Calogero and Cipriani pointed out that such a clause in the resolution would not be needed regarding the removal of non-conforming eruv as it was already written into the township’s code enforcement regulations. Audience members replied asking why eruv placed in violation of township code had not already been removed.
“Let me be clear, we expect all residents both new to Jackson and those with deep roots to obey and respect the laws of this municipality that your elected officials have created over the years that has resulted in a beautiful community we can call home,” Calogero said.
Residents such as William Marx however were not convinced during the early portion of the meeting, that the council was representing the majority of Jackson’s residents.
“This is not a sellout. This is not a settlement of any lawsuits. This is merely a governing body trying to bring a community together in a peaceful and respectful manner that we can all live with,” Calogero added.
Resident Jeff Nemeth was also not convinced. “I have respect for all races and religions but I expect the same. There are 60,000 people here that you have a responsibility to and not just those that want to bum rush everything they want. They accuse us of anti-Semitism and threaten lawsuits. Don’t sell out and turn your backs on 60,000 people.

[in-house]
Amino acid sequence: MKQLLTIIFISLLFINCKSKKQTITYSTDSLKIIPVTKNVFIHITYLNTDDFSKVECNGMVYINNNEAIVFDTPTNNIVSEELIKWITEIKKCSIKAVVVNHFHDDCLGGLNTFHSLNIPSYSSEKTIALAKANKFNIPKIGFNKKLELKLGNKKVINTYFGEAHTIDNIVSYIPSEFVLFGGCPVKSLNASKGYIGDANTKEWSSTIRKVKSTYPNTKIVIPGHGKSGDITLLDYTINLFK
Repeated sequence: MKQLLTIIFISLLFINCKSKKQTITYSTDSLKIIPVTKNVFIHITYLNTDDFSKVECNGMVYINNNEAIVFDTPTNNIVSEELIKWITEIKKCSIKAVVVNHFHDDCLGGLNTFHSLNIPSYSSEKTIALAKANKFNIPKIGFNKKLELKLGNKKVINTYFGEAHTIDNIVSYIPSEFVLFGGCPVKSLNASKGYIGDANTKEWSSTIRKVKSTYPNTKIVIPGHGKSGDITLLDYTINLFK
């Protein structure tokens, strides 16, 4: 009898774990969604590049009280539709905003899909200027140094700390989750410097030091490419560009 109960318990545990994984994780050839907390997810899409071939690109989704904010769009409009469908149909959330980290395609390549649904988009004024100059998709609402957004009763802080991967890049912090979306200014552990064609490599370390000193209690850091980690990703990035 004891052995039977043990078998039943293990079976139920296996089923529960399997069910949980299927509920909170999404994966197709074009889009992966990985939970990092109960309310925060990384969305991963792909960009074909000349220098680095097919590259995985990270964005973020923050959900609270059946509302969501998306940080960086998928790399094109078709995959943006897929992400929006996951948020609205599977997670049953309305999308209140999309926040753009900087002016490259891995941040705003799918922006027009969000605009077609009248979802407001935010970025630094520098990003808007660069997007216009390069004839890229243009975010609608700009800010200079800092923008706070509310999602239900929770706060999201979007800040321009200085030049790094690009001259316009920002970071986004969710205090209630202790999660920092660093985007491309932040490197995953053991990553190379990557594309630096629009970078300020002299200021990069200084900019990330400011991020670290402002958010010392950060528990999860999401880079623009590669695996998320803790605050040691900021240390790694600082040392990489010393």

“Lay down to nobody. File lawsuits against these people. It is a scare tactic. We are already well on our way to becoming a city. If you can’t stand up to them – leave, get out of your position. Please reconsider this,” Nemeth said.
“Have you discussed this with the Orthodox Jewish community?” resident Bruce Miller asked.
Calogero said he had spoken with Burnstein about the resolution but with no other member of the Orthodox Jewish community.
“This is all a charade. This is going to pass. This is going to send a bad message. There is clearly an agenda here,” Marx said.
Calogero assured the public that “there is nothing in this that would require this (eruv) on public property. If it is passed the resolution allows for a conversation to propose it. They would get their own contractors and permits. Jackson is not making a plan. The Eruv Association or some other group would do that.”
A Toms River resident warned the governing body that if the resolution was passed it would “open the door to Toms River, Brick and other communities in Ocean County” to have a similar eruv perimeter placement.
“The idea is that it would eliminate individual eruv. Jackson is acknowledging existing law,” Cipriani said.
The audience persisted and amid numerous swings of the gavel to bring order by Calogero, and repeat speakers to the podium, the council vice president acknowledged that the resolution needed further review. He motioned for the resolution be tabled at 9:45 p.m. and Councilman Alex Sauickie quickly seconded that motion.
Further discussion of the resolution was halted during the public comment period though several speakers brought up aspects of it when they reached the microphone.
Marx, Nemeth and several others expressed surprise by the turn of events. Calogero said that the governing body does listen to residents. The meeting which usually runs a little over a half hour concluded at 11:20 p.m.